Wednesday, May 29, 2013

Heap Data Structure

Heap is an efficient data structure used for managing data during the execution of algorithms like heapsort and priority queue. It supports insert and extract min (or max) operations efficiently. Heap achieves this by maintaining a partial ordering on the data set. This partial ordering is weaker than the sorted order but stronger than random or no order. Heap is a binary tree in which key on each node dominates key of its children.

There are two variations of heap, min-heaps, and max-heaps(as shown below).

                                    10  <  45,75                                      2001 > 1045,1175
                                    45  <  70,55                                      1045 > 70,55

Property of Heap

  1. The tree is completely filled on all levels except the lowest level which gets filled from left up to a point. So, it can be viewed as the nearly complete binary tree.
  2. Both heaps(min and max) satisfy a heap property. In max-heap, the key of each node is larger than the key of its children nodes. A min-heap is organized the opposite way.
  3. Smallest element in min-heap is at the root. Largest element in max-heap is at the root.
  4. Heap is NOT a binary search tree (it is a binary tree though ). So binary search doesn't work on the heap.

Heap Implementation

  1. Binary Tree: The obvious implementation of heap is binary tree (evident from above diagram). Each key will get stored in node with two pointers to its children. Height of heap is the height of root node; and height of a node is number of edges on the longest downward path from node to the leaf. So height of above trees are 3 ( lg8 ).
  2. Array: Nearly complete binary tree in case of heap enables it to represent it without any pointers. Data can be stored as an array of keys, and use the position of the keys to implicitly satisfy the role of the pointers. 
Node(i)left = 2* Node(i)  
Node(i)Right = 2*Node(i)+1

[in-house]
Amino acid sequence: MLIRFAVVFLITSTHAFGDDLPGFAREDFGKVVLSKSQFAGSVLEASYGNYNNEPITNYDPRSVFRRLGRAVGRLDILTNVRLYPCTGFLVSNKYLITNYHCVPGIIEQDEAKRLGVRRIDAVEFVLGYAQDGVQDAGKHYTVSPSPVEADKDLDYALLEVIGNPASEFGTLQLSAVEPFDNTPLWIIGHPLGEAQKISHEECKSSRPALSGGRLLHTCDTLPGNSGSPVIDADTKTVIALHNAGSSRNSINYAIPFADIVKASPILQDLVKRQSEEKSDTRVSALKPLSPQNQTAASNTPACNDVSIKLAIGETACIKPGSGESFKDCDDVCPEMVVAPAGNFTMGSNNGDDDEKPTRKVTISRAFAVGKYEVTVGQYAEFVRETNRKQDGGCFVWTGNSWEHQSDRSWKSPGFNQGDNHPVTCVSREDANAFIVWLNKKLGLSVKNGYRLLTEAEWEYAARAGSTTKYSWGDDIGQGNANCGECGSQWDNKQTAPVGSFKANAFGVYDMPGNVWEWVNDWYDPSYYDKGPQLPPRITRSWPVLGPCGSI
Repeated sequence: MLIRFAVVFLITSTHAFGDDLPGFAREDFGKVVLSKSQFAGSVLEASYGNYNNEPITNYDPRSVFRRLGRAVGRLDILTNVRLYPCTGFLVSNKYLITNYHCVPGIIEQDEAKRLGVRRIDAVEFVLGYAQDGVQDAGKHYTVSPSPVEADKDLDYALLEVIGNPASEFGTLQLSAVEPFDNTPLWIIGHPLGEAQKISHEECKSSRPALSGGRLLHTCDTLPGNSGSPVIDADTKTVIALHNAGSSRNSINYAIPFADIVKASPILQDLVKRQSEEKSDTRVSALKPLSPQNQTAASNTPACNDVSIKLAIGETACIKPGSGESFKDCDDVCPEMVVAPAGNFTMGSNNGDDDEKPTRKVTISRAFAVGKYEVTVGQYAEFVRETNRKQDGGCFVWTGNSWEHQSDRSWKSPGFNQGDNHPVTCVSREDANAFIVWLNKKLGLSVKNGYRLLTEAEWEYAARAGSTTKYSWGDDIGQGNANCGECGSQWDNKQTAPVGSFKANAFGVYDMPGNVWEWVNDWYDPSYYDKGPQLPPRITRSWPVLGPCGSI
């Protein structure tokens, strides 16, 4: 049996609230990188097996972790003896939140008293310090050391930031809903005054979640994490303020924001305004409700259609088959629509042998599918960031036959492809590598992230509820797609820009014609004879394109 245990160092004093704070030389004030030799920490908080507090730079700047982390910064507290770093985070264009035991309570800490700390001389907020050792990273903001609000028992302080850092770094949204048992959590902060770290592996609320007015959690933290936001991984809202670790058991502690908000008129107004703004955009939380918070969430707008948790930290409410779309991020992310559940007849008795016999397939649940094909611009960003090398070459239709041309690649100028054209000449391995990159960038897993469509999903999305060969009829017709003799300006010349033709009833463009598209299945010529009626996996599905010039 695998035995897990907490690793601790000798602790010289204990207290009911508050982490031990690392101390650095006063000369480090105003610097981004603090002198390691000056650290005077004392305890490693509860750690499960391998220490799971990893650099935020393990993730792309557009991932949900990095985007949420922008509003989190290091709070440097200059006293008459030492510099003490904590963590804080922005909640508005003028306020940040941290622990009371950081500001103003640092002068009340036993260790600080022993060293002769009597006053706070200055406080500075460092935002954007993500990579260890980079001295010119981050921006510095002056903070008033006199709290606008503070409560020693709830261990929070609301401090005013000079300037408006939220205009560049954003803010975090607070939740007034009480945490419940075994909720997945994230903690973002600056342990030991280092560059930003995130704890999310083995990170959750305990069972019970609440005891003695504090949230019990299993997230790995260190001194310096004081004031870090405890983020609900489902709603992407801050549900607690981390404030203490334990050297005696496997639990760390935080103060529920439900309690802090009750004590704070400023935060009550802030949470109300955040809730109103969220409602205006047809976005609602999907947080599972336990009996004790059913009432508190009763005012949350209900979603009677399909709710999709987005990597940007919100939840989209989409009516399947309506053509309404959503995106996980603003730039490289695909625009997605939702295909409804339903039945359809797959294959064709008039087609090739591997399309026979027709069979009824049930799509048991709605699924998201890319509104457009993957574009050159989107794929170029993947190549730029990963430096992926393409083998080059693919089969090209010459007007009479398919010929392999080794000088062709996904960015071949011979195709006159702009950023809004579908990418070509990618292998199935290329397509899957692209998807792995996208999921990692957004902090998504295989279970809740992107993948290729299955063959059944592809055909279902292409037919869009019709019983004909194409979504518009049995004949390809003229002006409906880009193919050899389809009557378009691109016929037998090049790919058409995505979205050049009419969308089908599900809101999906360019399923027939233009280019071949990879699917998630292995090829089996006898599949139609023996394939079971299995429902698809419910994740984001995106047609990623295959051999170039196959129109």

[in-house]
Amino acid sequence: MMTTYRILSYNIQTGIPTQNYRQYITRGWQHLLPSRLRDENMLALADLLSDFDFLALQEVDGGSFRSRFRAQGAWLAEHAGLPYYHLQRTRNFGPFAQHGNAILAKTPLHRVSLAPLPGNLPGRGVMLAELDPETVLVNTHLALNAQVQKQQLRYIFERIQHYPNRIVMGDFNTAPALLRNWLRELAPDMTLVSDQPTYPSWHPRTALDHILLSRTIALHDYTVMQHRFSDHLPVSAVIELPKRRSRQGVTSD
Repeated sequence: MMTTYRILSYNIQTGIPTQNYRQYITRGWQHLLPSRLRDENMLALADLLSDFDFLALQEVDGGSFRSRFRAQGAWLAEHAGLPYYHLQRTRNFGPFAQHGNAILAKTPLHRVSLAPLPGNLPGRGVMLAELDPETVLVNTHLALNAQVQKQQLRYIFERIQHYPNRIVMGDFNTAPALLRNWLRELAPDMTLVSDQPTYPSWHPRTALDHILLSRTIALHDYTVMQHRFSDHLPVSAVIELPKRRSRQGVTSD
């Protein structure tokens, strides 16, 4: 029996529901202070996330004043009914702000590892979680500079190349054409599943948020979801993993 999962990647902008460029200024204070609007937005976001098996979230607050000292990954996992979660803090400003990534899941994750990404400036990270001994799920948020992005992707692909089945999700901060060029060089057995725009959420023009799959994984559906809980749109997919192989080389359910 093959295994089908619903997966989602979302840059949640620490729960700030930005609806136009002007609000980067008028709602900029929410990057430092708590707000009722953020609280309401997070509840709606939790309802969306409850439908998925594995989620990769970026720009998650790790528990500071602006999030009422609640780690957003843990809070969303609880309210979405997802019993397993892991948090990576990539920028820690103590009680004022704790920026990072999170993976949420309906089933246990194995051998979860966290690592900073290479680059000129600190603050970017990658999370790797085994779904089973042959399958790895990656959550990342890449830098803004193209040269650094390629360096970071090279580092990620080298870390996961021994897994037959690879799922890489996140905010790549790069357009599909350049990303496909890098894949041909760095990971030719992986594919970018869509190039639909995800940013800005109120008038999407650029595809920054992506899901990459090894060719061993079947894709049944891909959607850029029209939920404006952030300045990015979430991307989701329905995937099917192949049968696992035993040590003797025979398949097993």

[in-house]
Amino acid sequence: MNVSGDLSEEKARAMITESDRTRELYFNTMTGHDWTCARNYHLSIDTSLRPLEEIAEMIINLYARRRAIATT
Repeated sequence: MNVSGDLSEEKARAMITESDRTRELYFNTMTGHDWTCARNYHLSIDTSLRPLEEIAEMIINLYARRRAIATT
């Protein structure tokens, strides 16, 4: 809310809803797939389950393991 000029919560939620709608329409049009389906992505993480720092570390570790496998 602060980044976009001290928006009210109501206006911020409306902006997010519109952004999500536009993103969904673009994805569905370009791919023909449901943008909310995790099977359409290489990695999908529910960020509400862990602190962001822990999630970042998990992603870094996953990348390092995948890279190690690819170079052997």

As shown above, root of the tree is stored at the first position of the array, and its left and the right children in the second and third positions, respectively. Assumed that array starts with index 1 to make calculations simpler. So left child of i sits in position and right child in 2i+1. This way you can easily move around without pointers.        

           int first_child(int i){
               return 2*i;
           int parent(int i){
              if(i == 1) return -1
              else return (int)i/2;

 Array representation of heap saves memory but is less flexible than tree implementation. Updating nodes in array implementation is not efficient. It helps to implement heap as array as its fully packed till last level. But it will not be so efficient for normal binary trees. 

Heap Construction

The fundamental point which needs to be taken care of is; the heap property should be retained during each new insertion. Let's take the case of the above min-heap. Now assume that you want to add one more item to the heap with key 5.

Step 1: Add 5 to the next slot. 
The new element will get added to the next available slot in the array. This  ensures the desired balanced shape of the heap-labeled tree, but heap property might no longer be valid.

Step 2: Swap Node 5 and 70 to satisfy the min-heap property. 
After swap min-heap property test passes for node 5. But min-heap property fails for the parent node of 5.

Step 3: Swap node 45 with 5.
Now node with key 5 is satisfied as its children have key values > 5.

Step 4: Swap root node with its left child.
Bingo. Heap is perfect now.

Insertion Complexity: Swap process takes constant time at each level. So each insertion takes at most O(log n) time.

Creation Complexity: Each insertion takes O(log n) time; then creation (or insertion of n nodes will take O(n log n) time.

Extracting Minimum from min-heap

Minimum of a min-heap sits at first position; so finding first minimum value is easy. Now the tricky part is how to find next minimum element. 

To find the next minimum; let's remove the first element. After this to make sure that binary tree is maintained, let's copy the last element to the first position. This is required to ensure that the tree is filled at all levels except the lowest level. But after this, the heap property might go for a toss as now a bigger element may sit at the root. Now the heap should re-arrange itself so that the min-heap property satisfies. 

Heapify:  This is a process in which a dissatisfied element bubbles-down to appropriate position. To achieve this the dominant child should be swapped with the root to push down the problem to the next level. This should be continued further till the last level. 
The heapify operation for each element takes lgn steps (or height of tree) so complexity is O(log n) time. 

Java Implementation: link


Exchanging the minimum element with the last element and calling heapify repeatedly gives an O( n logn) sorting algorithm, named as Heapsort. Worst case complexity is O( n logn ) time, which is best that can be expected from any sorting algorithm. It is an in-place sorting i.e. uses no extra memory 

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